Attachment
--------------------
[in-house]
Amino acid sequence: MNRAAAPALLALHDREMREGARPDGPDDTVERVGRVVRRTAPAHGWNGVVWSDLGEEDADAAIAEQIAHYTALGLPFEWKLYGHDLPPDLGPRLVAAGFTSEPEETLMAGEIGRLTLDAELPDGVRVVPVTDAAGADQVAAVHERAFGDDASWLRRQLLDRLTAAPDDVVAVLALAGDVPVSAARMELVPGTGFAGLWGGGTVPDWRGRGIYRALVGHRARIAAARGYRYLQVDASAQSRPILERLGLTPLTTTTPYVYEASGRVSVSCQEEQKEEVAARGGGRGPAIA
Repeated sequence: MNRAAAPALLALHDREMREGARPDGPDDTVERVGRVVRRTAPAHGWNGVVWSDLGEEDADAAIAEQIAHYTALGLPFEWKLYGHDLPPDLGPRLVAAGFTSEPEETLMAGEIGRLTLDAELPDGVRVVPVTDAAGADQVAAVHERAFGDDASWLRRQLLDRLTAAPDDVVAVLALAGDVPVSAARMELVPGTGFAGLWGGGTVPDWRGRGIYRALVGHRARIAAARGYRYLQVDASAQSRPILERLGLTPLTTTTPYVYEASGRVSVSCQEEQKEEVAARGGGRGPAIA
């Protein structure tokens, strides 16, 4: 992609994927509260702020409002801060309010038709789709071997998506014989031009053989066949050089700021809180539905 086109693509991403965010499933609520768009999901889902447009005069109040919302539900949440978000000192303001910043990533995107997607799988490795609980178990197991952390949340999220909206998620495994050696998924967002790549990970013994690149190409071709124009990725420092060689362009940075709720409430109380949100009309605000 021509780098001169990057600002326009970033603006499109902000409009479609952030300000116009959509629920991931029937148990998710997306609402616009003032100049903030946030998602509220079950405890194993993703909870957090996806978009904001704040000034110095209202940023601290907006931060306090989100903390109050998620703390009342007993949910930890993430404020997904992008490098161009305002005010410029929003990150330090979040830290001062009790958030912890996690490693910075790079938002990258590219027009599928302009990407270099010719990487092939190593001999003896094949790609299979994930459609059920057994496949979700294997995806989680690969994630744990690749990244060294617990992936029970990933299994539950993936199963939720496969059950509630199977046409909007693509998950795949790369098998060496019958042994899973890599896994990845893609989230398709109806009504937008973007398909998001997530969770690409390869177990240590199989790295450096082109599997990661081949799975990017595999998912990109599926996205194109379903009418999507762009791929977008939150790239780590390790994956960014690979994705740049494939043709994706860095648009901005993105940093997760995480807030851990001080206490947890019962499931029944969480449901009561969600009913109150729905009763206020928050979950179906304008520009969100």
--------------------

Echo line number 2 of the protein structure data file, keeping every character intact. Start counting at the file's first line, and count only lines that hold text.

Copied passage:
Amino acid sequence: MNRAAAPALLALHDREMREGARPDGPDDTVERVGRVVRRTAPAHGWNGVVWSDLGEEDADAAIAEQIAHYTALGLPFEWKLYGHDLPPDLGPRLVAAGFTSEPEETLMAGEIGRLTLDAELPDGVRVVPVTDAAGADQVAAVHERAFGDDASWLRRQLLDRLTAAPDDVVAVLALAGDVPVSAARMELVPGTGFAGLWGGGTVPDWRGRGIYRALVGHRARIAAARGYRYLQVDASAQSRPILERLGLTPLTTTTPYVYEASGRVSVSCQEEQKEEVAARGGGRGPAIA